Where Watergipridget would wholeheartedly disagree, as he indeed did so in his essay Consistency is for Cowards; Hypocrisy for Heroes, would be on the accusation of cowardice on his part. In Watergipridget’s view a coward is one who does not expand his mind, one who sticks to their pre-conceived notions of right and wrong, good and evil, and dares never to challenge their beliefs. A person who only experiences one half of a topic is not somebody whose opinion is worthwhile, for how can they claim to fully understand an issue if they are not themselves prepared to experience it fully? Watergipridget sums this up succinctly in his essay:
A man who has let no drug befoul his body warning me of the horrors of drug abuse is mere stuff and nonsense. A man who has consumed all drugs and devolved into a hunched and vulgar husk of a man telling me never to take drugs, in between his daily course of drugs, well… there is something to think about.Hubert J. Watergipridget, ‘Consistency is for Cowards; Hypocrisy for Heroes’, The Tinier Compendium of Ridiculousness, I.87, (1932), 13-23 (p. 17).
For Watergipridget to fully know where his loyalties lay during the war, he had to fight on all sides. In his view it was the only way to be sure he truly believed in the cause he was fighting for. To the man on the outside, the sight of a man jumping from ship to ship changing into different uniforms, alternating between friend and foe at the change of his hat may look like the actions of a coward, of a traitor, an opportunist and a cad, but in the inner workings of Watergipridget’s chaotic yet genius brain, these were the acts needed to truly understand his mind and his loyalty. To him, it was an act of seeking knowledge and being honest with himself.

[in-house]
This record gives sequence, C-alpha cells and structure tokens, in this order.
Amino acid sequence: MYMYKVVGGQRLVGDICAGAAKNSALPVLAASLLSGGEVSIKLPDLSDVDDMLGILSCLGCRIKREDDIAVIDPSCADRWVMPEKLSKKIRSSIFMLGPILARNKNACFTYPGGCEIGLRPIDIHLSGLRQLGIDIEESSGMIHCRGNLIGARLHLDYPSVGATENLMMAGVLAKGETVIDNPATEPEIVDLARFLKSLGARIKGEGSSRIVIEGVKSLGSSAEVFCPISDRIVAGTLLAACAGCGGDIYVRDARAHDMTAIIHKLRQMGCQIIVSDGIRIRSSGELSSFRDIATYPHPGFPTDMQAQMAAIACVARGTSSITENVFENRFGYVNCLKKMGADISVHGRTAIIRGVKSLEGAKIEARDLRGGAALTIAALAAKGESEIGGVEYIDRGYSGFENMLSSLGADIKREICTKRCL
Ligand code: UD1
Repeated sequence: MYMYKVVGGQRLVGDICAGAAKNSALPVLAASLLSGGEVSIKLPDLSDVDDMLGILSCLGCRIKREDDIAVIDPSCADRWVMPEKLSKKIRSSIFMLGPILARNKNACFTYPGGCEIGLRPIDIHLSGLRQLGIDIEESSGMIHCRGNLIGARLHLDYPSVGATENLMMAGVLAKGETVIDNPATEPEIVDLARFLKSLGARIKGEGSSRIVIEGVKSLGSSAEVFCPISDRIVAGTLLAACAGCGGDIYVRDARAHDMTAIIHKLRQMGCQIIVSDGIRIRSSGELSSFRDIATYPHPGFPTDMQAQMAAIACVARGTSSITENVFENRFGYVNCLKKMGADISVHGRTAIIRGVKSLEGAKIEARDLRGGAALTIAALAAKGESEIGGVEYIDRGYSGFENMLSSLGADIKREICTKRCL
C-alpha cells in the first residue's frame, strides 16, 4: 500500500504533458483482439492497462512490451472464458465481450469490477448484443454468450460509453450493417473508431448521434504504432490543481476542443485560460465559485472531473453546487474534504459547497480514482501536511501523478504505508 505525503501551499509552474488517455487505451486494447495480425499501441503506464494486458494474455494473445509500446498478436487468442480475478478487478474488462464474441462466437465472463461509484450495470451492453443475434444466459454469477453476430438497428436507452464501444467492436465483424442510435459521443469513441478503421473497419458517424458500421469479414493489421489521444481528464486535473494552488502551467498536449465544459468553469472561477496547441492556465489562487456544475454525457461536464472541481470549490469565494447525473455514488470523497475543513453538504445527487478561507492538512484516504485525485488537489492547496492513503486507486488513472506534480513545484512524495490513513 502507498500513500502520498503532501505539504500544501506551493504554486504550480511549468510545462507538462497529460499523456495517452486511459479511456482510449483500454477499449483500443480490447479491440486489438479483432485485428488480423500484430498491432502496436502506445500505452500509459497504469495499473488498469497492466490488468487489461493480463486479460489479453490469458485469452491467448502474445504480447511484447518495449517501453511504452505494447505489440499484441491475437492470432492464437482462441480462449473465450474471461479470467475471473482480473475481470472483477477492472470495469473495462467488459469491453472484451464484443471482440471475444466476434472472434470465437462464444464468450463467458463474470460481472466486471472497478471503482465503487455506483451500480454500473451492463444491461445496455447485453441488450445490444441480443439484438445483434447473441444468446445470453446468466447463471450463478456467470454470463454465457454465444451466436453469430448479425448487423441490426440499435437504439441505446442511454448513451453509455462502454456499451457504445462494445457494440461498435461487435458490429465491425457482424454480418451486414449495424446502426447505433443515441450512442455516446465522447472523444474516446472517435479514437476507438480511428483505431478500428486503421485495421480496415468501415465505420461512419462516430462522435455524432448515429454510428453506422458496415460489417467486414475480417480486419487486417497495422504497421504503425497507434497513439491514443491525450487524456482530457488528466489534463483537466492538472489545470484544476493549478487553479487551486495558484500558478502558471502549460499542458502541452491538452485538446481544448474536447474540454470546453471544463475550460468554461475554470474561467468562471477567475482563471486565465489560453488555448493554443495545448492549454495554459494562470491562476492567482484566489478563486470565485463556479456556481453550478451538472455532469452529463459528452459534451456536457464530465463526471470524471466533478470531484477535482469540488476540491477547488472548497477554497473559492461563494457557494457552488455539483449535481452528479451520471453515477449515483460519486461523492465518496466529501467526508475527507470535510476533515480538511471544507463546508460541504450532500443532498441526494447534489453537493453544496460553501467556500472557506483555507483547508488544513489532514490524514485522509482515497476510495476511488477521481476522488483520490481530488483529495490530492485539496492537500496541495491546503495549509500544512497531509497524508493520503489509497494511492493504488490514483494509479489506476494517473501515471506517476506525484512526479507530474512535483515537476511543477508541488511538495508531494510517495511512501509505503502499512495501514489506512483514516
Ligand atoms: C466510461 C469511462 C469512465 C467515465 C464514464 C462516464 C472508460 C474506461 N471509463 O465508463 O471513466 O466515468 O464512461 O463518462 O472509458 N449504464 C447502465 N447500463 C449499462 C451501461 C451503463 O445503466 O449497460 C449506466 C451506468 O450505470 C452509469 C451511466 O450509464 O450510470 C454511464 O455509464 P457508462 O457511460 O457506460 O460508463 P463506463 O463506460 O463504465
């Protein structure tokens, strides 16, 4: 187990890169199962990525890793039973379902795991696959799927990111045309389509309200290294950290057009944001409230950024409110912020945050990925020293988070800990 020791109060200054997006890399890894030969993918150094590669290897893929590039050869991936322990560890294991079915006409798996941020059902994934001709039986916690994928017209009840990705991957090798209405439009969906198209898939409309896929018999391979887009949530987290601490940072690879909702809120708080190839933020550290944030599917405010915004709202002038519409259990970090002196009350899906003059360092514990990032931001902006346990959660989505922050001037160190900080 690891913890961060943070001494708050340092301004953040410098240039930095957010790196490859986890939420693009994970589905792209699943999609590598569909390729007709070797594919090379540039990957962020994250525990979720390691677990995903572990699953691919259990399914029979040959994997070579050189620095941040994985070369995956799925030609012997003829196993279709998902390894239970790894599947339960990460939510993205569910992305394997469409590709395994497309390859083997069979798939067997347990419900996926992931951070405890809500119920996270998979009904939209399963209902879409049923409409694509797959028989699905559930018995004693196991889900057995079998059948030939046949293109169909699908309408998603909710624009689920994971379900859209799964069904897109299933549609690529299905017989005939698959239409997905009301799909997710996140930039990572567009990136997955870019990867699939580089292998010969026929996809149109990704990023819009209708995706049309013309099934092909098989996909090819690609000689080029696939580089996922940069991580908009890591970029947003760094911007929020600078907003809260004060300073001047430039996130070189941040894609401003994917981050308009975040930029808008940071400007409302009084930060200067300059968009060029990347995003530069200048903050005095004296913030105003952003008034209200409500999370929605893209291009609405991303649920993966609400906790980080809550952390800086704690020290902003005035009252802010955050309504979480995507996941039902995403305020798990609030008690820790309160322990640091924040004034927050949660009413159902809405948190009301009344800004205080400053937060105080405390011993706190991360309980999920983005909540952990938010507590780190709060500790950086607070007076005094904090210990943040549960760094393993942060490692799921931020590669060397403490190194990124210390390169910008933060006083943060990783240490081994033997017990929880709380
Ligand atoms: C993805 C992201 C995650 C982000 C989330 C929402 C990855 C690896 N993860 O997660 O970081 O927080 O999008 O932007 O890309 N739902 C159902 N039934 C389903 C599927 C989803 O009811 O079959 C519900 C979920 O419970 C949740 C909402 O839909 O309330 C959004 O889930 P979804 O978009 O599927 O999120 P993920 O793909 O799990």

As ever, Hubert J. Watergipridget remains an enigma and a paradox. Like Hesse’s Siddartha or d’Ormesson’s Alexis, Watergipridget’s quest for the true aesthetic of life and truth led him down many paths. British, German, Italian, socialist, fascist, writer, philosopher, Oxford, Cambridge — Watergipridget was simultaneously all and none. Had Watergipridget lived in the age of Diogenes, would the lamp of the Greek philosopher have shone brightly on the man for whom nothing was off-limits, the man for whom the pursuit of all experiences was the only way to truly discover the true essence of being? Watergipridget’s actions often failed to match his words. That would under most definitions constitute a hypocrite. But Watergipridget is a man hard to pin down under any definition of any word known to man. Perhaps that is why he remains a figure on the outside of history, as a mere footnote to others who considered him their literary and philosophical superior. Hubert J. Watergipridget is the most hypocritical man to have ever lived — and yet, one would be hard pressed to find a more honest man in history.
That, in its own way, may be his most hypocritical act.